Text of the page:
What is Conversion?

Conversion is a turning from sin to Christ. Now, let’s think about that. Does conversion happen only once in a lifetime, or does it happen many times? That is the question, I believe, that needs answering.

From my experience, and from my understanding of the Bible and of Christianity, there are four kinds of conversion experiences. First, for a person totally outside the faith, there is an initial conversion experience, when that person comes to Christ for the first time.

Secondly, there is daily conversion. Each day, and many times during the day, we have to turn from sinful tendencies, and turn back to Christ. These “little turnings” are so many daily conversions. By magnifying the initial conversion experience, modern evangelism does not say enough about daily conversion.

Third, there are what I call “crisis conversions.” There are crisis points in every Christian’s life. At these crisis points, the Christian needs to reaffirm his or her faith by making a major break with some problem that has crept up, and make a major turn toward Christ.

Fourth, there are what I called “stage conversions.” By this I don’t mean conversions that are merely put on for show. Rather, I mean that God brings Christians through various stages of growth and maturity, and at each stage it is necessary for the Christian to come to a fuller understanding of what it means to be a Christian.

Now, I don’t think enough justice is done to this matter of stages of life. As a person grows, his understanding of himself, of the world, and of God will change, because he is himself changing. His understanding grows wider, and embraces more factors of life. He becomes aware of things he was not aware of before. Moreover, his understanding grows deeper, and more profound. Learning to adjust to a spouse, and then to children; learning to adjust to authorities on the job, and learning how to relate to subordinates; learning how to manage money; etc. -all of these things cause a person to deepen and widen his understanding. Hopefully, they cause a person to become more and more wise and stable.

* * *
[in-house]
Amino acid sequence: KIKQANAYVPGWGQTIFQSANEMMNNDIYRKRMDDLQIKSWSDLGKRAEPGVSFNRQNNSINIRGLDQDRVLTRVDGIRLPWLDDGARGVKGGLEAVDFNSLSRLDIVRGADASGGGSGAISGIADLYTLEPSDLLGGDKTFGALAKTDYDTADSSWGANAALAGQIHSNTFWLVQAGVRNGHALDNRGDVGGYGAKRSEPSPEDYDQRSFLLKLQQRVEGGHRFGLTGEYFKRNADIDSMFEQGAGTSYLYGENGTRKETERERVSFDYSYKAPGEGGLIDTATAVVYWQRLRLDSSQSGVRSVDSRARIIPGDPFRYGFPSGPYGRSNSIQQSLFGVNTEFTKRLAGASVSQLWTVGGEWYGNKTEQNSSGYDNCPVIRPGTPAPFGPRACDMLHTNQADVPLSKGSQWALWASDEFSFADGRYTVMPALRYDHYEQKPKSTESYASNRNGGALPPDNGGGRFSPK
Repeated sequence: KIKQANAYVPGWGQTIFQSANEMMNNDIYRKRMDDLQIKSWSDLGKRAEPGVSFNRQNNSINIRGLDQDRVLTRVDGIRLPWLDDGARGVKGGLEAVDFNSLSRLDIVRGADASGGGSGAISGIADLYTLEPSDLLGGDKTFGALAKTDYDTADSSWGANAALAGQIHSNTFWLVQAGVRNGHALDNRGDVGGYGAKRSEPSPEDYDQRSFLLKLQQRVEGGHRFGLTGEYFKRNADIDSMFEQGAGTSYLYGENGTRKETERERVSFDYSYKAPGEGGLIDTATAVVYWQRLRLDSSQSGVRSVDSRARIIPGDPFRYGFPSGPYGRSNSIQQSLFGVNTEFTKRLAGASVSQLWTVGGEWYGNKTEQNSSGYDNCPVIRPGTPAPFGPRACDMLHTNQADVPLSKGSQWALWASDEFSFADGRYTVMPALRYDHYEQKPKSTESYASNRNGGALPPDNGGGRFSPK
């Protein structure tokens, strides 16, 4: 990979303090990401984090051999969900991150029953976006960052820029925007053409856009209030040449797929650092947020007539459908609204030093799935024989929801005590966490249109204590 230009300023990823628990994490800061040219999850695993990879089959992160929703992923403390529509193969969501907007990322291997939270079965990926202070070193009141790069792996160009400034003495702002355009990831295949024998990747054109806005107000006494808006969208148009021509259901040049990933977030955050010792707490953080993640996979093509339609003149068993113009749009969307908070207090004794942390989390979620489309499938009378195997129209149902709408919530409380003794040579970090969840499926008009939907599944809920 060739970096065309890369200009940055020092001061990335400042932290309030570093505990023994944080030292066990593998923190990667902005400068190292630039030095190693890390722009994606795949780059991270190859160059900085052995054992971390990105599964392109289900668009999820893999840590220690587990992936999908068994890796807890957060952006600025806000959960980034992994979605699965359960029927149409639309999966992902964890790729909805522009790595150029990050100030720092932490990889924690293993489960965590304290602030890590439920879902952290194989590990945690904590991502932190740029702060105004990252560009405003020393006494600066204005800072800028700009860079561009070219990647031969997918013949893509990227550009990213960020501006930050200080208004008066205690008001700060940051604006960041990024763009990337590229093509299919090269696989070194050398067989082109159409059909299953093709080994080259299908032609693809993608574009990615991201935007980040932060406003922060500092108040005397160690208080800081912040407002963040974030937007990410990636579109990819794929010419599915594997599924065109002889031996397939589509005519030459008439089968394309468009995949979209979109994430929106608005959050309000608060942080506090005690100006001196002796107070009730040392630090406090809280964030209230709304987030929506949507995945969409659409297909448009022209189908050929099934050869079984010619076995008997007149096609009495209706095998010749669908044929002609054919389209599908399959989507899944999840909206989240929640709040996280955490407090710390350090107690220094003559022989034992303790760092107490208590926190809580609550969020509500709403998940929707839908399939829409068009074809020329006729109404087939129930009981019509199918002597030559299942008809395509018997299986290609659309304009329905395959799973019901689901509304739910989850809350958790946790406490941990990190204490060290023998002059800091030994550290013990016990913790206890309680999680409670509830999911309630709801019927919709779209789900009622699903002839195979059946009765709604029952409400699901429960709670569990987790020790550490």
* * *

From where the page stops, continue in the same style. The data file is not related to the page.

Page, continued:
These changes of understanding happen slowly and gradually, without our being aware of them. One day, however, we wake up and realize that we have changed. I am not the same person I was ten years ago, I realize. And my understanding of God and of His ways, of what it means to be a Christian, had better change too. My faith needs to deepen and broaden. Once again, I need to give all to Him, because my understanding of “all” has expanded.

This means that the kind of Christian experience I may have had in college is not the norm for my entire life. This is the important point. The college-type Christian conversion experience may be a very important and necessary stage in my Christian development, but it would be wrong (even perverse) for me to try continually to keep up that kind of “lighthearted” Christian experience in the midst of a mature adult world, with all its cares, responsibilities, and tribulations.

This is why the kind of testimonies college (or high school) students make seem off base to me. They are not really relevant to my stage of life as a 60+ year old man. I can appreciate and rejoice in what the Lord is doing with them, but I also see that He is not doing quite the same thing with me.